The answers in detail are being worked out by the new Tertiary Education Advisory Commission, which is holding its second meeting at this very moment. The 'TEAC' was established this year as one of the first tertiary initiatives of this Government with a mandate to recommend wide-ranging changes to the shape of the tertiary sector and the way that it is resourced.
TEAC is chaired by Norman Kingsbury, an
educationalist well-respected throughout the sector and
current Chief Executive of the New Zealand Qualifications
Authority. There are seven other members:
Jonathon Boston, Ivan Snook and Linda Tuhiwai Smith from the university sector;
Tony Hall from the private training establishments;
Patricia Harris from the Crown Research Institutes;
John Ruru with interests in industry training; and
Linda Sissons, the Chief Executive of Hutt Valley Polytechnic from the polytechnic sector.
The Commission's work will lead to
the establishment of:
A funding system that encourages institutions to work actively together;
A way of funding research that advances national and international levels of excellence in a complementary way across the sector – we do not want to see unnecessary duplication occurring; and
A system where institutions identify what they do best in order to serve New Zealand’s social, economic and regional needs.
What that will do is alter the drivers that underpin how polytechnics and other institutions operate. This Government, following TEAC's recommendations, is going to set the drivers to steer our tertiary system in a more cooperative and collaborative direction.
Those drivers are not yet in place but the Government's objectives are clear. Institutions should start now in moving away from the competitive model and towards more cooperative and collaborative strategies.
An important aspect of the new model, particularly for the polytechnic sector, is that it will be based on clear differentiation between institutional types and differentiation within types. We would also like to see specialisation by each institution.
The role of polytechnics will once again correspond to the Education Act definition, which emphasises diversity, vocational training and promoting community learning.
For every polytechnic these statutory missions should take precedence over the provision of the sort of degree programmes that aim to emulate or compete the universities.
I want to be clear – there is nothing wrong in principle with polytechnics offering degrees. Nursing is a good example. There are strong reasons in terms of the professionalisation of this career why its entry qualification should be a degree as with doctors, lawyers and increasingly teachers. There are also good reasons, and quite a long history, in support of nursing training being offered through the polytechnics. Polytechnic nursing degrees therefore make good sense.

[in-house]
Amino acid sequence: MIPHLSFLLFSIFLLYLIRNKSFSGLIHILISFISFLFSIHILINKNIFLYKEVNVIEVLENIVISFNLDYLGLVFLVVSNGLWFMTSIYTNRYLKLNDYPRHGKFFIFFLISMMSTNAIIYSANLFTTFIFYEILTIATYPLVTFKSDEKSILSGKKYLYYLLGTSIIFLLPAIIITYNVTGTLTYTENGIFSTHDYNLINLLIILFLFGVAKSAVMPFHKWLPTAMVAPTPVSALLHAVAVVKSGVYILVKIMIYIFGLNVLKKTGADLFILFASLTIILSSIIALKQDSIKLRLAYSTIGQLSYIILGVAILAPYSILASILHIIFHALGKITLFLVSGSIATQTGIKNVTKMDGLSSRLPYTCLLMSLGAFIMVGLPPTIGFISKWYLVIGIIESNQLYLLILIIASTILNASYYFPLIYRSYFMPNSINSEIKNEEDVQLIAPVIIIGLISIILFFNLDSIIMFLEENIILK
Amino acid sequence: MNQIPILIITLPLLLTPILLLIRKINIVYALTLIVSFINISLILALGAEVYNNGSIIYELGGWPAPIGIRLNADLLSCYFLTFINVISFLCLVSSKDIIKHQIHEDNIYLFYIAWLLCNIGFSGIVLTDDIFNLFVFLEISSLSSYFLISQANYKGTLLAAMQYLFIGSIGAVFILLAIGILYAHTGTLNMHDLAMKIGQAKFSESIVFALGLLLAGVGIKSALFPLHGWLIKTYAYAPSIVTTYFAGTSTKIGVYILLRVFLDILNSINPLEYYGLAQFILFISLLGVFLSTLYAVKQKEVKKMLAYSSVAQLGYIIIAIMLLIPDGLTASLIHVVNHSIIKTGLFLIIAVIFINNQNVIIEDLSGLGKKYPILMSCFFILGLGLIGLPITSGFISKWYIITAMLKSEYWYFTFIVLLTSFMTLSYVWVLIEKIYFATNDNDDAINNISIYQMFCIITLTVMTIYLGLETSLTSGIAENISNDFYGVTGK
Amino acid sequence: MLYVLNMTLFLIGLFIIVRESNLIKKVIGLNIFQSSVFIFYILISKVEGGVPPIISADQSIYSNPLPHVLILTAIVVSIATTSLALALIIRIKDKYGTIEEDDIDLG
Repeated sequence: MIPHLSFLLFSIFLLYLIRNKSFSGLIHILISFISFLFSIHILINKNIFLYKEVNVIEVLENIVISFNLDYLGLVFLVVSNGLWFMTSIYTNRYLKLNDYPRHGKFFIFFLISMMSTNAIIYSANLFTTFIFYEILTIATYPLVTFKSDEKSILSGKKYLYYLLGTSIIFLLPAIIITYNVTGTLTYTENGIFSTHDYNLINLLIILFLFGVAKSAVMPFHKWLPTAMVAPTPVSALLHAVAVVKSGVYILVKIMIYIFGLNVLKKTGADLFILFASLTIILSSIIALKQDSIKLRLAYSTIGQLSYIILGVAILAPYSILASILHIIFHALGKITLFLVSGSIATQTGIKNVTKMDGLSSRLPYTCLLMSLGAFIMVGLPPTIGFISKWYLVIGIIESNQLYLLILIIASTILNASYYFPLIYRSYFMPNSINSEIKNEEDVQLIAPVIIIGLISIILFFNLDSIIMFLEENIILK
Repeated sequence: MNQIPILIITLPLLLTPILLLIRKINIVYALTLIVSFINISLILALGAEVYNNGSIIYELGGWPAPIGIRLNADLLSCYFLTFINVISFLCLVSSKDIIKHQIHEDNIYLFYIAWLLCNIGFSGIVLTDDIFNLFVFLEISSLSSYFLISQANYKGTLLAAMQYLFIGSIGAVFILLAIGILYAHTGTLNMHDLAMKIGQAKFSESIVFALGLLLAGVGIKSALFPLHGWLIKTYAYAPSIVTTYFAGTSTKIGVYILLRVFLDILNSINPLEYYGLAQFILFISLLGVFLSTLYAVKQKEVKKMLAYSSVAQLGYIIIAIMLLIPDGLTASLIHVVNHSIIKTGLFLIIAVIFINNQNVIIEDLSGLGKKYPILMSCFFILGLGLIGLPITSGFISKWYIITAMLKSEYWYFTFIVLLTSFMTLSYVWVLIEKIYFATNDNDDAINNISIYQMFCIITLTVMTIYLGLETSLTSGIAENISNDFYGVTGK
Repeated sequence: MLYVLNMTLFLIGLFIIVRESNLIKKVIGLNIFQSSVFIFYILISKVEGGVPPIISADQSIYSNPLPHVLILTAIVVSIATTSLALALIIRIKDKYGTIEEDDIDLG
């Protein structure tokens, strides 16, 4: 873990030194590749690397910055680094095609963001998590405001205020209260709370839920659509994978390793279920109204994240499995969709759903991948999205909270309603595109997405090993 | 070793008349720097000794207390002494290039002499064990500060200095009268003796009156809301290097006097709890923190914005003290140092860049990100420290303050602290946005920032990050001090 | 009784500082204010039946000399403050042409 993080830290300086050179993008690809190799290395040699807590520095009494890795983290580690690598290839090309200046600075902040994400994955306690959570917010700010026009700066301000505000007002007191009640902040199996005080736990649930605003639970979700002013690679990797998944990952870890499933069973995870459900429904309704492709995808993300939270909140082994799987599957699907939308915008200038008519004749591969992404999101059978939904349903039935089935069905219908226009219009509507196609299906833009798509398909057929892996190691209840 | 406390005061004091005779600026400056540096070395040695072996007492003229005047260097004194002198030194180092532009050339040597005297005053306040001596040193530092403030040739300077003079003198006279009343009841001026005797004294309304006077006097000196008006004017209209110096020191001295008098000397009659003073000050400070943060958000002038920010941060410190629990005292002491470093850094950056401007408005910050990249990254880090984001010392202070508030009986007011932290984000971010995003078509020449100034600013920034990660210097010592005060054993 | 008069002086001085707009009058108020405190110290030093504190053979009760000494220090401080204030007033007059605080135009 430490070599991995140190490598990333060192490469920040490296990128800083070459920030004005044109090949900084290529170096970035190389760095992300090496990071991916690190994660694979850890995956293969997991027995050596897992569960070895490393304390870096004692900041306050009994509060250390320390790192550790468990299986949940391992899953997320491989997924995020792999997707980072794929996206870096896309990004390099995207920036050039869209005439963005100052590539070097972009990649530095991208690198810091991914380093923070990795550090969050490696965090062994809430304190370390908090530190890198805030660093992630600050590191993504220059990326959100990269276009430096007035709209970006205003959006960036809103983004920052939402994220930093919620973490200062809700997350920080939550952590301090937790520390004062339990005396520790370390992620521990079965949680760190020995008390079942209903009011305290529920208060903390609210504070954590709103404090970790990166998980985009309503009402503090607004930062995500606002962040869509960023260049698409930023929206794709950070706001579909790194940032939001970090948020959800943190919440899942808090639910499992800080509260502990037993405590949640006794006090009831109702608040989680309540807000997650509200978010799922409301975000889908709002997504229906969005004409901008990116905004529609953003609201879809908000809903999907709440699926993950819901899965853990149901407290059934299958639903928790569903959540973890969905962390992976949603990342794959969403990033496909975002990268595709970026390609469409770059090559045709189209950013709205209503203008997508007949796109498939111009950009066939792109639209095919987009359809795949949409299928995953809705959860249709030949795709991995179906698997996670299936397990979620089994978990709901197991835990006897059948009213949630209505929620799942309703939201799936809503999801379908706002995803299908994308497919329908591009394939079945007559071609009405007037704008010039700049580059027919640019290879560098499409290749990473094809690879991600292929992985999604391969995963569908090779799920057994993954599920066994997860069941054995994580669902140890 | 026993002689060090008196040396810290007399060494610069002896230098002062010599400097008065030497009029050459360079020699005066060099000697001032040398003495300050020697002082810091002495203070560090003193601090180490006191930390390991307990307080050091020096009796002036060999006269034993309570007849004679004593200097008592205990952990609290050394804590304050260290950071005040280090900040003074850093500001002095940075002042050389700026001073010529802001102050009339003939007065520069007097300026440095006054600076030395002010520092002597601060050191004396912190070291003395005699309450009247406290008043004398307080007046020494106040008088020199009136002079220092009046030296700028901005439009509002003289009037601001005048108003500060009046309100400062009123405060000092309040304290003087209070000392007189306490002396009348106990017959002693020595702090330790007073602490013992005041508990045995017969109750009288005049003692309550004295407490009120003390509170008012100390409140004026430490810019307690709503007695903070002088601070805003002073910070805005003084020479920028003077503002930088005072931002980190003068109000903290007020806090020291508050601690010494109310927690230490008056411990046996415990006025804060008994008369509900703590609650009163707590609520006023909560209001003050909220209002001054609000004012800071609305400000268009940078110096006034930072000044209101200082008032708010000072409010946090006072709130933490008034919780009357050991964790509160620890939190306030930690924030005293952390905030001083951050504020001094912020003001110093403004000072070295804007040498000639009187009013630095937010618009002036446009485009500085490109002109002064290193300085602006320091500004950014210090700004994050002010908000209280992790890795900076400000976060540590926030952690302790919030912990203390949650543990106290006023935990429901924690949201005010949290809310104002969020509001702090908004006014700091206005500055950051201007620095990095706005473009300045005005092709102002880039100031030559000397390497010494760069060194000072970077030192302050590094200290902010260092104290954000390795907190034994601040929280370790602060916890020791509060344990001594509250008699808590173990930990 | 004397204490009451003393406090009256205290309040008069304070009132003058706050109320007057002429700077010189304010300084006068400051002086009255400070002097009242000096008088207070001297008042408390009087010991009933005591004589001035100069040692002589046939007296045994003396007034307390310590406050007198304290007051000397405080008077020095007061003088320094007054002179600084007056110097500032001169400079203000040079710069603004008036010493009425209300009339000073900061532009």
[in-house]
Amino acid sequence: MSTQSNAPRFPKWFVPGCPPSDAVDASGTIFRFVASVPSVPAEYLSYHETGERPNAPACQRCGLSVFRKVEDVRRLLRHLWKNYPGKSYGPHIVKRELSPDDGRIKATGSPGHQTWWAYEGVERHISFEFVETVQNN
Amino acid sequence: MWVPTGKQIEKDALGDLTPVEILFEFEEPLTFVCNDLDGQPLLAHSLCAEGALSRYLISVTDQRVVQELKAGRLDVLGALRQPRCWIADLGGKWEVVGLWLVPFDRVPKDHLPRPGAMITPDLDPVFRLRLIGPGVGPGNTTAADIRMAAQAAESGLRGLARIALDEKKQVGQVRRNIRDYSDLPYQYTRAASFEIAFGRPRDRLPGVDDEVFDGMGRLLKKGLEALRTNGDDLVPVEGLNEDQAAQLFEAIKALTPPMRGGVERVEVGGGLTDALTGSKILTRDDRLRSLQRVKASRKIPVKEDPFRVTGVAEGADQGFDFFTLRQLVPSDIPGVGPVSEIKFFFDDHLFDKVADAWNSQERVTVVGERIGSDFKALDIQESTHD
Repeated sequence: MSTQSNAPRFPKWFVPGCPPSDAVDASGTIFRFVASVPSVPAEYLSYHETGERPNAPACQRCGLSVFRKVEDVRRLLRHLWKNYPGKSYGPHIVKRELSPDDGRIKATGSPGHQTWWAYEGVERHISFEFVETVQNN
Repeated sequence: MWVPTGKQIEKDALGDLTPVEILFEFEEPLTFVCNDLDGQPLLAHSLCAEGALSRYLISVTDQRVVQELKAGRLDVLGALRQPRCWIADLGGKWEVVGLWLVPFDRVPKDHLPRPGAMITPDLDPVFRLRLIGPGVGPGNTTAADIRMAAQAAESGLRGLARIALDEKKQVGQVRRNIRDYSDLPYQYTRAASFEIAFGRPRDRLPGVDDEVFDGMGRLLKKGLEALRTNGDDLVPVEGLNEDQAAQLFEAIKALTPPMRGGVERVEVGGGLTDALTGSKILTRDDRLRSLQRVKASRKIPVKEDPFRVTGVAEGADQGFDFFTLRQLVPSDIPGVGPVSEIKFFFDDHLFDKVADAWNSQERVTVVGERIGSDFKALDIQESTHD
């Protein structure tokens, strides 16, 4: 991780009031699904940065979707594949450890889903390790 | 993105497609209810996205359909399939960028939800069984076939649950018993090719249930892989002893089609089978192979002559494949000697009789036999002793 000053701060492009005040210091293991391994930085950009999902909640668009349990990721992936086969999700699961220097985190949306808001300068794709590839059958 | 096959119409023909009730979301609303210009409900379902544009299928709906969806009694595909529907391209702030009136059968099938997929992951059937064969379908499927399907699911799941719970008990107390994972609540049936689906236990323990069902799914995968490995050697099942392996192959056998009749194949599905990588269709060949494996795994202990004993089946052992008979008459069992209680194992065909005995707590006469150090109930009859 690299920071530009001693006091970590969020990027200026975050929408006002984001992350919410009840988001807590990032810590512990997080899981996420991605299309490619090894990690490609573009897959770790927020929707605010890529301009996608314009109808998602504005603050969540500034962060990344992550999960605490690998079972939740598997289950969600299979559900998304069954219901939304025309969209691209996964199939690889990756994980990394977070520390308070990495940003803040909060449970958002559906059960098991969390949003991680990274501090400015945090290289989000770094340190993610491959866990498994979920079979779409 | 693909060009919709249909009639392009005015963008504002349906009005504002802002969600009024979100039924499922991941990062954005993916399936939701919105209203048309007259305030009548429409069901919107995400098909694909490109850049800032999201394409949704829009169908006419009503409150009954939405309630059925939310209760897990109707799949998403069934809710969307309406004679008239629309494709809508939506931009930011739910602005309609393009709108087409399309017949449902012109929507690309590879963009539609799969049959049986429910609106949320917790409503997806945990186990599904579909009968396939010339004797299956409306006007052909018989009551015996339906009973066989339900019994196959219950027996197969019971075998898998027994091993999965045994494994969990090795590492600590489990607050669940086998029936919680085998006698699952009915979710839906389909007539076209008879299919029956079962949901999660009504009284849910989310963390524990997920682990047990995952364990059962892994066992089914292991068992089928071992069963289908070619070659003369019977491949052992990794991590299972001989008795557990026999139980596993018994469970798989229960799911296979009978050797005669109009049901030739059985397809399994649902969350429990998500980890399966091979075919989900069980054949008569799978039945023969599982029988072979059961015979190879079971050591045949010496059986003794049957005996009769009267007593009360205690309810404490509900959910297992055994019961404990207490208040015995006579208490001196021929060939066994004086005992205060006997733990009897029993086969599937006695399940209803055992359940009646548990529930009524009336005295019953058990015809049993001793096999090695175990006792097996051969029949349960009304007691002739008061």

However degrees in the emerging tertiary system will require depth in their programmes of study and an adequate research underpinning. This means they will need to be based upon a strong teaching capacity within the institution, and be responding to a real need for that course of study.
Another important element of the Government's vision for tertiary education is that we are committed to maintaining and even extending the provision of tertiary education throughout New Zealand's regions. We see information and communications technology having a crucial role to play here. It will allow institutions to tap into one another's expertise to deliver a range of programmes that would not be viable otherwise, and may allow delivery into localities where provision is currently impossible.
PURPOSE MEANS CERTAINTY
I hope that what I have told you today gives you confidence that this Government has a clear vision for the future of polytechnics and this vision will provide greater certainty for you and your students.
The past few years have been very uncertain ones for polytechnic staff. Their institutions have been 'experimenting' to find their market niche in the competitive model. Some experiments have been successful, while others have not; all have been unsettling.
Tertiary education is a dynamic environment and there will always be change. However, if each institution has a clear and unambiguous individual mission agreed with Government, and is funded to succeed in this mission, then staff and students will have a significant degree of security, which they don't at the moment.
These changes cannot happen
overnight. However institutions need to understand clearly
that they will be expected to:
Be cooperative and collaborative;
Contribute to the nationwide tertiary system based on their individual strengths and specialties; and
Have a strong regional and community focus.
Councils and management need to take the future shape of the sector into account when making their decision. It is up to them to ensure the ongoing financial viability of their institutions, but they need also to ensure they retain the relevant capabilities to operate effectively in the emerging environment.
I hope you will also reflect on these considerations yourselves over the course of today. Think about Whitireia Polytechnic's strengths and your own tasks in the context of a national system of tertiary education. Whitireia has an important role in serving the needs of its community and beyond. I am confident that your efforts here and this Government's efforts in reforming the tertiary system will both serve to strengthen that role.